Residents that may have suffered damages due to the effects of Hurricane Matthew are now finding themselves having to deal with another headache: insurance scammers. The Florida Office of Insurance Regulation (FLOIR) is finding itself having to remind homeowners to practice caution when it comes to deals that may be “too good to be true”. The office is encouraging homeowners to thoroughly check credentials and licenses when dealing with insurance professionals or contractors.
Florida continues its efforts to fight the abuse of assigned of benefits and Hurricane Matthew’s damage only makes the situation harder. Florida homeowner insurance is among the most expensive in the country and homeowners should be wary of who they choose to do business with.
The state’s Department of Business and Professional Regulation is a great resource to check the licenses of a contractor and it never hurts to ask for references. A lack of references or unwillingness to provide any is a strong indicator that the person or company may not be reputable.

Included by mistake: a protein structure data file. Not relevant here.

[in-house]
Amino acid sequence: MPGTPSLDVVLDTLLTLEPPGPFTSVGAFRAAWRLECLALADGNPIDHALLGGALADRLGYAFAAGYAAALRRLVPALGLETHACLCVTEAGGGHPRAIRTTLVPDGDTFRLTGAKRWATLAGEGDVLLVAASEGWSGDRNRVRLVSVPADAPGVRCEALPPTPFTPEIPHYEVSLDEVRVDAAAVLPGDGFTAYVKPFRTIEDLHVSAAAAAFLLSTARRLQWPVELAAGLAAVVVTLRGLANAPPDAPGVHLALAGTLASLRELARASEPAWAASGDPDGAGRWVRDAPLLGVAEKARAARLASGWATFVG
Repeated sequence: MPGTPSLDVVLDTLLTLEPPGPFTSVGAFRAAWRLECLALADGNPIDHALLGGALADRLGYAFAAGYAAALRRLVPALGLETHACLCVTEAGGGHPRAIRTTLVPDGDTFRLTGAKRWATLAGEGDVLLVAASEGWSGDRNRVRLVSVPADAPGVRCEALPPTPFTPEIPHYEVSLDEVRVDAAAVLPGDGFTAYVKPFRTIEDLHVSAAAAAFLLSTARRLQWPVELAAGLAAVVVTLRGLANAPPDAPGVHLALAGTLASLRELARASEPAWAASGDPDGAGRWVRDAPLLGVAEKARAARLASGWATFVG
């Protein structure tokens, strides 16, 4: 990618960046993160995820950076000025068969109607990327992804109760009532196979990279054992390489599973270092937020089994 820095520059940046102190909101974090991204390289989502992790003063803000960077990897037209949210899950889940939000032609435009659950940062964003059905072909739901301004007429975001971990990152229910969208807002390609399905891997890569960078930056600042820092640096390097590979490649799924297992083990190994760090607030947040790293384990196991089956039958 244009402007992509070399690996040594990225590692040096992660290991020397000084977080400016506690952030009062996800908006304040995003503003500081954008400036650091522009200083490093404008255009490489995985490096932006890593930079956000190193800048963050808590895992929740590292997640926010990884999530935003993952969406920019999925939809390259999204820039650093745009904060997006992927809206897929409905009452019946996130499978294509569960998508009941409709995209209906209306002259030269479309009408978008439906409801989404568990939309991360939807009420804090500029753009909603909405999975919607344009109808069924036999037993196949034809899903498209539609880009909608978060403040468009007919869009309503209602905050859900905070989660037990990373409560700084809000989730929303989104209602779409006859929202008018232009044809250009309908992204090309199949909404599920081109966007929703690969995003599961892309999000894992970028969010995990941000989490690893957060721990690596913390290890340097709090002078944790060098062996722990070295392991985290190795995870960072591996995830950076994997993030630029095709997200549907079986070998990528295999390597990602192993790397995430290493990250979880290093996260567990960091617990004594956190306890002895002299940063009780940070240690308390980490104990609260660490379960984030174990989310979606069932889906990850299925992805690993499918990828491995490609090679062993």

Even after a policyholder has properly qualified a vendor, there is still the matter of making sure that the third-party contract offered is being properly understood before signing. In most cases, agreements explicitly state the policyholder or their insurer is responsible for the costs involved. If the damage is significant, some policyholders may not able to comfortably pay a vendor out of pocket or obtain reimbursement later.
This information is provided by Miami insurance attorney Alonso, Perez & Santos, LLP. Our areas of practice include bankruptcy, insurance litigation, debt harassment, credit card defense, foreclosure defense, immigration law, condominium law, business start-ups, and more. Call 305-676-7545 to speak with one of our attorneys and receive a free consultation We look forward to working with you.
This information is provided for educational or informational purposes only and should not be construed as legal advice. The information is not provided in the course of an attorney-client relationship and is not intended to substitute for legal advice.